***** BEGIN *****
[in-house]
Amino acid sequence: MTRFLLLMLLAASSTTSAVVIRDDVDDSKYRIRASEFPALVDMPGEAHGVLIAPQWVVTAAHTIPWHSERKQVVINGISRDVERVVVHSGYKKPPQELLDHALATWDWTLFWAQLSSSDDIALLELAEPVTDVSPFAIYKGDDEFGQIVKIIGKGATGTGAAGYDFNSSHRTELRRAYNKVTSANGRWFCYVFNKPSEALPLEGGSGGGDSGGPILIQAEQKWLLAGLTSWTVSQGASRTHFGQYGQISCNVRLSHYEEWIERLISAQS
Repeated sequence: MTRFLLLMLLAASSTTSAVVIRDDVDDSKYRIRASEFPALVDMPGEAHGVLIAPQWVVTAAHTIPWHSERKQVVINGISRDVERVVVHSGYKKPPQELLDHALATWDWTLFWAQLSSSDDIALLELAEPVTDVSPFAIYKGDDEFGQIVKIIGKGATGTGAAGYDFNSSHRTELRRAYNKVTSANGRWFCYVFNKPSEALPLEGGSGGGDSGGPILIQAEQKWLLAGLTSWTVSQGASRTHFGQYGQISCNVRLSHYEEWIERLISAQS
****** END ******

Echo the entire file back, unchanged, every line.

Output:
[in-house]
Amino acid sequence: MTRFLLLMLLAASSTTSAVVIRDDVDDSKYRIRASEFPALVDMPGEAHGVLIAPQWVVTAAHTIPWHSERKQVVINGISRDVERVVVHSGYKKPPQELLDHALATWDWTLFWAQLSSSDDIALLELAEPVTDVSPFAIYKGDDEFGQIVKIIGKGATGTGAAGYDFNSSHRTELRRAYNKVTSANGRWFCYVFNKPSEALPLEGGSGGGDSGGPILIQAEQKWLLAGLTSWTVSQGASRTHFGQYGQISCNVRLSHYEEWIERLISAQS
Repeated sequence: MTRFLLLMLLAASSTTSAVVIRDDVDDSKYRIRASEFPALVDMPGEAHGVLIAPQWVVTAAHTIPWHSERKQVVINGISRDVERVVVHSGYKKPPQELLDHALATWDWTLFWAQLSSSDDIALLELAEPVTDVSPFAIYKGDDEFGQIVKIIGKGATGTGAAGYDFNSSHRTELRRAYNKVTSANGRWFCYVFNKPSEALPLEGGSGGGDSGGPILIQAEQKWLLAGLTSWTVSQGASRTHFGQYGQISCNVRLSHYEEWIERLISAQS